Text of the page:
The Nature of Sadness

“All jealousy is lack of love.”
All envy is lack of self-worth.

“Everyone has damage,” she said. And from all I have seen these many years, I know that is true. It is the source of our self-absorption, and the cause of our judging.

Deep down, I think that all my politics and all my moralizing come out of one simple idea — really a feeling — that: no person should ever have to live with desperation.

I think that all my socialism and all my schemes of social engineering come out of an intuitive response to that realization, simply that: human civilization should be a network of person-to-person interactions of appreciation and mutual help, with everything else being incidental.

Each of us should have our quiet, comfortable refuges of solitude, without ever being shunned into lonely abandonment.

Our civilization is very incomplete and wounded. It remains an idea orphaned by neglect. And that is the nature of sadness in our world.

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2 thoughts on “The Nature of Sadness

  1. Didn’t some sage say that sadness was the beginning of wisdom? He should have, and then added that the joy that comes out of melancholy is the best kind.

    This wannabe sage says that if world events weigh too heavily, remember that it’s the indigestible that keeps the intestines on the qui vive.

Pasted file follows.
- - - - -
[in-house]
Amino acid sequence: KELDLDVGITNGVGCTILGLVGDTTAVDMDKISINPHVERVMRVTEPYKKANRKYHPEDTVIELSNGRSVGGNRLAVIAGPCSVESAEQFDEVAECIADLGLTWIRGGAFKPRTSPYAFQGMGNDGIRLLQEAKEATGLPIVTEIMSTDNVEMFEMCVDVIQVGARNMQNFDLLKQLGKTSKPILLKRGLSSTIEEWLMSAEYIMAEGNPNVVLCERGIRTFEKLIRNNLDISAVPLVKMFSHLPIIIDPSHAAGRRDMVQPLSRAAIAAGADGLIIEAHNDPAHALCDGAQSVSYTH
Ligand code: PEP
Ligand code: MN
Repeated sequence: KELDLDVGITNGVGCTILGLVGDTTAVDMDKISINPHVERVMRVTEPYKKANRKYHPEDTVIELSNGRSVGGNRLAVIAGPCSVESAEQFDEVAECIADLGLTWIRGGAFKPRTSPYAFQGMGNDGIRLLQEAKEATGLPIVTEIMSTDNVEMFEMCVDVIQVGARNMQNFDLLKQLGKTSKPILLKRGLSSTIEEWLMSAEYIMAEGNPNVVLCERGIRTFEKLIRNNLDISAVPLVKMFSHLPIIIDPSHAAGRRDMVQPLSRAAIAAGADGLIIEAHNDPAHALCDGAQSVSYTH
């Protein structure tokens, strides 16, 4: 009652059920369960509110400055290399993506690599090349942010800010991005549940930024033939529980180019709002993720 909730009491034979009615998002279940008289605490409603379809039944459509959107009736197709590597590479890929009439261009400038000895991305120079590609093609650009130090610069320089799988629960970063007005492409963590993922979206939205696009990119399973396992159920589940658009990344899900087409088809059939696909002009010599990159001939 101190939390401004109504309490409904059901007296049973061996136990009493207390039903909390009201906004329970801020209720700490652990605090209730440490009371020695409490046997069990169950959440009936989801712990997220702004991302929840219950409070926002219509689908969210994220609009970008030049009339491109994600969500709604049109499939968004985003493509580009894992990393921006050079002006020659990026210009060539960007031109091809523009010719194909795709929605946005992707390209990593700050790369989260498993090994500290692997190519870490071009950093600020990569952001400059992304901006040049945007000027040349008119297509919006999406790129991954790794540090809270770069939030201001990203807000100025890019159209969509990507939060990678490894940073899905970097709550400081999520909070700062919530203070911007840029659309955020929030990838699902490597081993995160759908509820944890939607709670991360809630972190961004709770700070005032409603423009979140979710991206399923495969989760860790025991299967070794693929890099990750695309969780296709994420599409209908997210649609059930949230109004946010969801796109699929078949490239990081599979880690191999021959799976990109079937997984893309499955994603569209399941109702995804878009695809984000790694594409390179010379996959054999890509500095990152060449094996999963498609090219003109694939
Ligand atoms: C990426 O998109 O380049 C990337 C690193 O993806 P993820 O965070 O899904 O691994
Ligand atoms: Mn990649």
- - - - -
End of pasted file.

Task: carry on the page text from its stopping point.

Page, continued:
• I think it is a matter of degree. I don’t think the individual should be an outcast left alone to deal with overwhelming existential threats, like a Syrian civilian trying to survive murderous bombardments and gas attacks from their own government. But instead all are assured of being included in the social network that as a whole is always vigilant to respond to the great forces that can arise and threaten survival generally, like: droughts, hurricanes, floods, and the many ramifications of climate change, and also social problems like epidemics or unexpected economic collapses. So, I agree, there are always the indigestible, but acceptable (though not desirable) so long as they are faced as a serving to a group feast.

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